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With transgenic technologies, he could insert foreign genes into a cell's genome, making the cell create whatever protein the gene called for. Tsien searched for a gene that encoded a fluorescent protein he could monitor—a daunting challenge. He remembered reading a review of a protein called aequorin, which is produced by the Aequorea victoria jellyfish in the Puget Sound. “[The paper] said if you're really careful, you can get rid of this awful contaminant, green fluorescent protein,” Tsien recalls. “In despair, I typed green fluorescent protein into Medline in early 1992.”
The rest, as they say, is history. He found that a scientist at the Woods Hole Oceanographic Institution, Douglas Prasher, had just cloned the gene for GFP. When Tsien contacted him, Prasher said his funding was ending and he was stopping work on it, but he agreed to send the DNA for GFP to Tsien. Another scientist, Martin Chalfie also contacted Prasher and received the DNA.
Would the gene only work in the jellyfish? If GFP needed to interact with other chemicals in jellyfish cells in order to glow, it wouldn't solve Tsien's problem; he needed a protein he could add to any cell. Chalfie quickly answered that question by creating transgenic bacteria and worms that glowed, showing GFP would glow in other organisms as well.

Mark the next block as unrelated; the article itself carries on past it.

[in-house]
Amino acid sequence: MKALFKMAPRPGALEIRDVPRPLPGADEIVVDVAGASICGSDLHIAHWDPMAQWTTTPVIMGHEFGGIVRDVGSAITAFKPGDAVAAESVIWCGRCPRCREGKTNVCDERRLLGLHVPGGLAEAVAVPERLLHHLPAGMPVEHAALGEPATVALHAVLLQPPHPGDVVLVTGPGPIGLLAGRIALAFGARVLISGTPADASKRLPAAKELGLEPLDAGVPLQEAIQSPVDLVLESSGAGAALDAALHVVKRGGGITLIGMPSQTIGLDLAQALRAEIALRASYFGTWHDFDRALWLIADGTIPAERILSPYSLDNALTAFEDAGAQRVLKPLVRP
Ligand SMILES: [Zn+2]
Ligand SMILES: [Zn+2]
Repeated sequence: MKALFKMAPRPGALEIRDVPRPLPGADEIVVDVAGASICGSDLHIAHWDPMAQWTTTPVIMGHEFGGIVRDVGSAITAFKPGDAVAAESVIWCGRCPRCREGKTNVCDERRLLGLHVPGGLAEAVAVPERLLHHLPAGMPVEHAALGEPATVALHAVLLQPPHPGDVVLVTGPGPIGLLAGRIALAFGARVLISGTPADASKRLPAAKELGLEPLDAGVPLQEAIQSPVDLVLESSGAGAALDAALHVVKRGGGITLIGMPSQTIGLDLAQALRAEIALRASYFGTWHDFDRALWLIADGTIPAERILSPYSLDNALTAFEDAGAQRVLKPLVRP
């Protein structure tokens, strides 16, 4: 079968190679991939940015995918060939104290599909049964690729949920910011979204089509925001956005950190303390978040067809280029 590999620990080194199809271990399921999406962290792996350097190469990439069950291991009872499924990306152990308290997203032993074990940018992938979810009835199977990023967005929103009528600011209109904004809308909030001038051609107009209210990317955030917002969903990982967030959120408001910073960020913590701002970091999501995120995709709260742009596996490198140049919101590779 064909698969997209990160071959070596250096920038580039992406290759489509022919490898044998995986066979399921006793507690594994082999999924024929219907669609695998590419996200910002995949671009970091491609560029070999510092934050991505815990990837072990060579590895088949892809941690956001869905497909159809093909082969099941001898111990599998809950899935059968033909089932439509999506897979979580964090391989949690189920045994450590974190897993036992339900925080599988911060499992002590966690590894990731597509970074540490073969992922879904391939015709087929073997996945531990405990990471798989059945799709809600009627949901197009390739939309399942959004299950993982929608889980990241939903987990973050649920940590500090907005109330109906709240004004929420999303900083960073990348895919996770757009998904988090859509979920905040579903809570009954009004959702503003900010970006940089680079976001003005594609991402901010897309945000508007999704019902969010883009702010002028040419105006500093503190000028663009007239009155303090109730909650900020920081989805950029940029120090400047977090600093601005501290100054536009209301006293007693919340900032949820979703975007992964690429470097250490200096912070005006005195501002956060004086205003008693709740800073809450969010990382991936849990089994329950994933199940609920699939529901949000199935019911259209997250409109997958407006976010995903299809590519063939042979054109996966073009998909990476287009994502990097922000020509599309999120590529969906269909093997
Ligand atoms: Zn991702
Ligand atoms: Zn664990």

Tsien immediately recognized the potential of GFP, but he also saw its flaws—it gave a big peak in the UV spectrum where scientists didn't want to illuminate; the visible blue-green peak was much smaller. And in its native state, five-sixths of it was in a form useless to researchers. He modified the gene, creating a series of highly effective fluorescent proteins in colors from blue to red.
And that Midwestern questioner will be happy to know Tsien's lab has made progress toward producing an infrared fluorescent protein for viewing cells and organs inside living animals without having to open the animals. (The deep red color of blood obscures the current palette of fluorescent proteins.)
The Nobel Prize can only be split three ways, but Tsien has been adamant about recognizing the contribution of Prasher, who eventually left science and now lives in Huntsville, Alabama.
“If there's anyone who's underappreciated, it's Douglas Prasher,” Tsien says. “If he hadn't cloned the GFP gene, progress in the field would have been delayed indefinitely. I don't know anyone else who was working on the cloning.” Tsien and Chalfie flew Prasher and his wife Virginia Eckenrode to Sweden for the Nobel ceremony.
“Seeing things, that's sort of buried in my psychic makeup,” says Tsien, explaining why his work is so focused on visualization. Today, he's applying that inner aesthetic to new problems.
“How and where synapses adapt to create and preserve a memory is one of the most important problems in neurobiology right now,” says Michael Lin, a postdoctoral researcher in Tsien's lab. When new memories form, unique neural connections, or synapses, grow in size. This process involves new protein production, so Lin and Tsien are working on ways to watch the proteins that are created during synapse growth.